England's King Henry VIII founded the Church of England because he wanted a divorce from his first wife, Catherine of Aragon. The Catholic Church had refused the king's request for a divorce, so the English monarch took matters into his own hands to get what he wanted.Know More
King Henry VIII of England is perhaps best known for his marital exploits, which led to the creation of the Church of England. Henry VIII was married six times, beginning with his first wife, Catherine of Aragon. Before marrying Henry, Catherine was married to Henry's brother Arthur, whose death made Henry the heir to their father's throne. Catherine was an important factor in England's alliance with Spain, and her stint as queen was political. The marriage resulted in the birth of one girl, Mary, and the king was disappointed that his first child was not a suitable male heir.
Catherine was older than him, and beautiful young women, including future second wife Anne Boleyn, were frequently in Henry's company. Henry sought a divorce from Catherine on the grounds that God was punishing him for marrying his brother's wife by refusing him a male heir. The Catholic Church, which had already issued a special order to grant King Henry the right to marry his deceased brother's wife, refused to grant the king his divorce, causing him to take matters into his own powerful hands, ordering Parliament to name him the head of the newly formed Church of England.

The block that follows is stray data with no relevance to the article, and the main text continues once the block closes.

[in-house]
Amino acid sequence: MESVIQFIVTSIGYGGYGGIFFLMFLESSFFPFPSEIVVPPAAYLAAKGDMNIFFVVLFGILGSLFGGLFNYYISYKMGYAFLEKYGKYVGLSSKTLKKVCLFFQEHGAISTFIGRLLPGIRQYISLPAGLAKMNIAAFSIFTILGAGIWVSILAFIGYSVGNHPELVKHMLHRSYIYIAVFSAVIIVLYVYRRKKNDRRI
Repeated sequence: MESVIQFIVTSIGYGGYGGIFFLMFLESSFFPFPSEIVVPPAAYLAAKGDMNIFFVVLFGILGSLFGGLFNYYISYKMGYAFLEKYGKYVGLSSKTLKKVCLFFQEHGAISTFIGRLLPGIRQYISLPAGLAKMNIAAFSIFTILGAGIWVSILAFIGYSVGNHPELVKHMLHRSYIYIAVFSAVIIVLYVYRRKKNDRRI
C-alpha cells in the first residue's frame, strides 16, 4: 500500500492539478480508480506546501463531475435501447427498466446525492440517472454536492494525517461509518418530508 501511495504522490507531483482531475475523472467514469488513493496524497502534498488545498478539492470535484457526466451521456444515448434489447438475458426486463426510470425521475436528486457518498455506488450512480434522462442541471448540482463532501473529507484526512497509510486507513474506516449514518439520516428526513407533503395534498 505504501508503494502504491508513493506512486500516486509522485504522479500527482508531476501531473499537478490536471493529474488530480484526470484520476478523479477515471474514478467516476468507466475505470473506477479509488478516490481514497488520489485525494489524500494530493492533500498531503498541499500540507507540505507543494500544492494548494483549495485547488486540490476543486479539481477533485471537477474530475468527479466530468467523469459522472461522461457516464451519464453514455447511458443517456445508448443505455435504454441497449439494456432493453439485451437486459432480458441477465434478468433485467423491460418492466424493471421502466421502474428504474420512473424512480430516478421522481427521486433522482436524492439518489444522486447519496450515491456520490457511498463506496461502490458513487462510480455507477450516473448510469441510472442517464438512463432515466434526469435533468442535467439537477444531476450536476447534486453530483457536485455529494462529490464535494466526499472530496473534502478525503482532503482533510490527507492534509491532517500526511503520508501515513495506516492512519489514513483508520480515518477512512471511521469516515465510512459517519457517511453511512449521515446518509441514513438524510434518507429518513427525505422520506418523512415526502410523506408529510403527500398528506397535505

This move was a watershed moment in the history of the Protestant Reformation. Henry's subsequent marriage to Anne Boleyn also resulted in the birth of a girl, Elizabeth, and that marriage ended not in divorce but with Anne's public beheading. However, King Henry VIII would use his self-generated divorce powers again to end his marriage to his fourth wife, Anne of Cleves.Learn more in Renaissance & Reformation
Henry VIII changed the religion of England because the Catholic church would not grant him a divorce from Catherine of Aragon. When Pope Clement VII refused to grant a special dispensation to annul the marriage, Henry got the Archbishop of Canterbury to comply and declared himself head of the church.Full Answer >
Henry VIII was important because of the role he played in the Reformation when he separated the Church of England from the Roman Catholic Church that refused his petition for divorce. The move to separate the English church from Rome resulted in the king's excommunication from the church, but Henry still held to core Catholic beliefs and theology despite the separation. Henry was named the Supreme Head of the Church of England, giving him the final say in anything related to the church.Full Answer >
The Act of Supremacy established the reigning monarch of England as the head of the Church of England, thereby removing ecclesiastical authority over England from the Catholic pope. The Act of Supremacy refers to two separate acts passed in 1534 and 1559 by the English Parliament. After the death of King Henry VIII, the Act of Supremacy was repealed by Queen Mary I before being reinstated by Queen Elizabeth I.Full Answer >
King Henry VIII of England had six wives, only one of whom survived the king's death. Two wives were executed, one died during child birth, and two marriages were annulled. These women were named, in order of marriage: Catherine of Aragon (marriage annulled), Anne Boleyn (executed), Jane Seymour (died in childbirth), Anne of Cleves (marriage annulled), Catherine Howard (executed) and Catherine Parr (survived).Full Answer >